Who Should Take the Blame for Data Breaches?

In October, our bi-weekly deep dives are going to focus on the topic of Accountability, Responsibility and Innovation in Cybersecurity. This week, we interviewed French Caldwell, Marketing Executive, Strategist and Industry Thought Leader at MetricStream. 

In one of our previous articles, we have already touched upon the role of international law regarding cybersecurity and why it is an incredibly complicated legal issue to deal with. We asked French Caldwell, Chief Evangelist at MetricStream.  He is a graduate of the US Naval Academy who has demonstrated his strategic and thought leadership throughout a career that started as a submariner in the nuclear navy and included serving 15 years as Vice President and Fellow at Gartner, Inc., about his insights into this problem. He emphasized that the international scope of cybersecurity extends to data protection and online privacy of it as well. “Cybersecurity is almost automatically extraterritorial. So for instance, when the state of California issued regulations about data breaches, any company that did business in California had to comply, wherever they were in the world! And this is the same with the European Union’s new General Data Protection Regulation(GDPR). It applies to anyone who has data on EU citizens, which is pretty much any company in the world.” This interstate nature of cybersecurity therefore means that a high level of cooperation is required if states really want to have equal data protection for the citizens.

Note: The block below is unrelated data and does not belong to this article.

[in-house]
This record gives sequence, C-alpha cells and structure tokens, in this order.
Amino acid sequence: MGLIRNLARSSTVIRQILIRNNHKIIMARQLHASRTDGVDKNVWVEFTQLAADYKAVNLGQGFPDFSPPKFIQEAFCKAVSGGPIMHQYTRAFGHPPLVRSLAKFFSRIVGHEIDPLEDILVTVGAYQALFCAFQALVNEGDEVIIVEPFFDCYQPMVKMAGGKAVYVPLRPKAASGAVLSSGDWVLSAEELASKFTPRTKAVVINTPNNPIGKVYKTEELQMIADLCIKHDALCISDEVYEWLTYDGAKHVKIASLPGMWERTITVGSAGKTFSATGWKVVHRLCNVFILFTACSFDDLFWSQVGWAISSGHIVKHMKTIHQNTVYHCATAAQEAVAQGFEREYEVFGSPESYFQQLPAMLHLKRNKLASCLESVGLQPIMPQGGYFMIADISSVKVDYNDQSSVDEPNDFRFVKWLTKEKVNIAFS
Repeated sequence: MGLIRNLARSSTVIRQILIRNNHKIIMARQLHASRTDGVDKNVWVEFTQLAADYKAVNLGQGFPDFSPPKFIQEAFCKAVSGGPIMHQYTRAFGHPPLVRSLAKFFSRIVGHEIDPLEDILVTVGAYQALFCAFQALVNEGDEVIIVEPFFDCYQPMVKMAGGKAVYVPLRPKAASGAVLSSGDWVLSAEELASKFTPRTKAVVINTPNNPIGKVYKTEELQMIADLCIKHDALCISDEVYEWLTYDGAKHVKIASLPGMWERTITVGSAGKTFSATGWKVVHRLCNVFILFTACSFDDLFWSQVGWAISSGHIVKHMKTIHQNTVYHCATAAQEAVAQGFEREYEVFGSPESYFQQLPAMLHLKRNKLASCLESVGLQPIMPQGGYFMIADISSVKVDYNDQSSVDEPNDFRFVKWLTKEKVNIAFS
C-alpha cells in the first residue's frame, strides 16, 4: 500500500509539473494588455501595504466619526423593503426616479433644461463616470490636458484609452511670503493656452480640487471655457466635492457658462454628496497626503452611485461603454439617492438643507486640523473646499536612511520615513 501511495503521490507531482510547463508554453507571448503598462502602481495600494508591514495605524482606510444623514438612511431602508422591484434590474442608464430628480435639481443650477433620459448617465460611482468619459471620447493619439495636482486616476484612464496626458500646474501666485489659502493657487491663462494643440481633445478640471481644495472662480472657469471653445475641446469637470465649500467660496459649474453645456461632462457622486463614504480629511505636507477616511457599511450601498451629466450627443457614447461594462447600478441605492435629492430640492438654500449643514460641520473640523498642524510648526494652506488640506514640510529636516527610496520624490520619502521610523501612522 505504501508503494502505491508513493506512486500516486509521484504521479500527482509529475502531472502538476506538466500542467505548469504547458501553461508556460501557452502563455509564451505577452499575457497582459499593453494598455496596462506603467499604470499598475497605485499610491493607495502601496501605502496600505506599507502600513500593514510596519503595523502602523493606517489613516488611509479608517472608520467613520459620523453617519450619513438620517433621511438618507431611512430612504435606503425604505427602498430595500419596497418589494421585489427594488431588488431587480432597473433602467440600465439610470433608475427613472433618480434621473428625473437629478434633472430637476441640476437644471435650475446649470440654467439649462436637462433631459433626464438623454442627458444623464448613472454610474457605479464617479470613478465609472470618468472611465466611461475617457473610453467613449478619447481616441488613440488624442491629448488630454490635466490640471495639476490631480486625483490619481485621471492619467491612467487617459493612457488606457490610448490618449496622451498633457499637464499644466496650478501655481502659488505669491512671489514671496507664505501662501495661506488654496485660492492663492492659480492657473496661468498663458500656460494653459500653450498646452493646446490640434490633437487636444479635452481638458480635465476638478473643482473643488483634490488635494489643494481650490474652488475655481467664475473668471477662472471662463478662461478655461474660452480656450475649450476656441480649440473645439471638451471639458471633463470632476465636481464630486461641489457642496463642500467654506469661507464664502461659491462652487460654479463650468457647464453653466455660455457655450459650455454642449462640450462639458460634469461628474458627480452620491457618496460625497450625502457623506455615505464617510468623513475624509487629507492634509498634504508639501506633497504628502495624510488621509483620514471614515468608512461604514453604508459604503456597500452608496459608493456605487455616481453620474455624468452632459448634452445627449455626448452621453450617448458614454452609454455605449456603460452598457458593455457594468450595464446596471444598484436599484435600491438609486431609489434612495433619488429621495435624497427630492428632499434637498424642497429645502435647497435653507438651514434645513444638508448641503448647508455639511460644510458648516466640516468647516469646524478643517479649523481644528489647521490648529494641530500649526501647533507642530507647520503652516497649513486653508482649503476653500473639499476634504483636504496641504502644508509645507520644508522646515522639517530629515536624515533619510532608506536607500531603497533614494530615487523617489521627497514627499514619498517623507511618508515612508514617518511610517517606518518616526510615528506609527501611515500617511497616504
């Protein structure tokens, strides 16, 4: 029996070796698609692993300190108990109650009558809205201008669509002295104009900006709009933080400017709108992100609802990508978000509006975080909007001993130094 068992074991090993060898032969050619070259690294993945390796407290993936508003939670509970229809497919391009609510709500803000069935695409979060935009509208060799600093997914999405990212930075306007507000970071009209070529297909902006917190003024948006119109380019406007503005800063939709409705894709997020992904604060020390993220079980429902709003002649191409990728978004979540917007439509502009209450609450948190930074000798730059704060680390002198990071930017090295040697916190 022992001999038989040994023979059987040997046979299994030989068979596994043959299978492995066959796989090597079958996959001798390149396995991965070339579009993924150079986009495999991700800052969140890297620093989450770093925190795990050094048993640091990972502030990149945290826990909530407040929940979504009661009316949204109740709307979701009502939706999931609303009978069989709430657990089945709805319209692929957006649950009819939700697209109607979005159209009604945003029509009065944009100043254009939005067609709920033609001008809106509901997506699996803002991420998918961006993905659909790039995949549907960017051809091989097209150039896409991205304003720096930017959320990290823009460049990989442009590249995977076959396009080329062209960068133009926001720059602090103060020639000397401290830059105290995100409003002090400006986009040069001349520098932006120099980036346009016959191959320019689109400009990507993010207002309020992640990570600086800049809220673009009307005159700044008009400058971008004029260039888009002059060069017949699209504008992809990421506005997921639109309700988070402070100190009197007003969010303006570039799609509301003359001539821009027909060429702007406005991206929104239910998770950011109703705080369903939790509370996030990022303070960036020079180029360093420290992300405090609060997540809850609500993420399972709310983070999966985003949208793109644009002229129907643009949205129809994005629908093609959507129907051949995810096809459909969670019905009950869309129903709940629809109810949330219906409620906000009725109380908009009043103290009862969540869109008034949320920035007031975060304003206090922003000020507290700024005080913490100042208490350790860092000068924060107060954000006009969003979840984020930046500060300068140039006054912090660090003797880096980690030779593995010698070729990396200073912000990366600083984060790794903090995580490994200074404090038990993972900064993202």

With the implementation of the GDPR, replacing the European Data Protection Directive, originally created in 1995, the European Union leads the way in personal data protection. Coming into effect on 25 May 2018, the Regulation does not require national ratification and it means a step-up of personal data protection. Although appreciating it as a great step in data protection, Mr Caldwell also drew the attention to the fact that recent MetricStream Research shows that many companies are paying much more attention to personal data protection than to overall cybersecurity, thus leaving a gap in the protection of intellectual property, state secrets, critical infrastructure. GDPR – similarly to most cybersecurity regulations around the globe – nearly exclusively focuses on personal data protection while neglecting intellectual property and critical infrastructure. Mr Caldwell underlined: this division is not healthy. “It’s like we are protecting costume jewellery but we are leaving the crown jewels unsecured!” explained the expert.

Regardless of its flaws, many hail the GDPR as an important step towards a more secure cyber realm. Gadi Evron, Founder and CEO and Cymmetria, founding chairman of the Cyber Threat Intelligence Alliance and Chairman of the Board at the Israeli CERT summarized the main takeaway of the latest US CISO conference in one sentence on social media: “GDPR, here too”. Although it might be a while until the United States follow the example of the EU on this, states can lead the way on this. A good example for this is California, who has already created the first security breach notification law and led by example is also implementing stricter regulations in relation to “personal information”. Similarly, New York State Department of Financial Services’ cybersecurity regulations also a good example for state-level actions. However, regulations alone cannot protect our privacy and does not answer the question: who is responsible when a breach happens?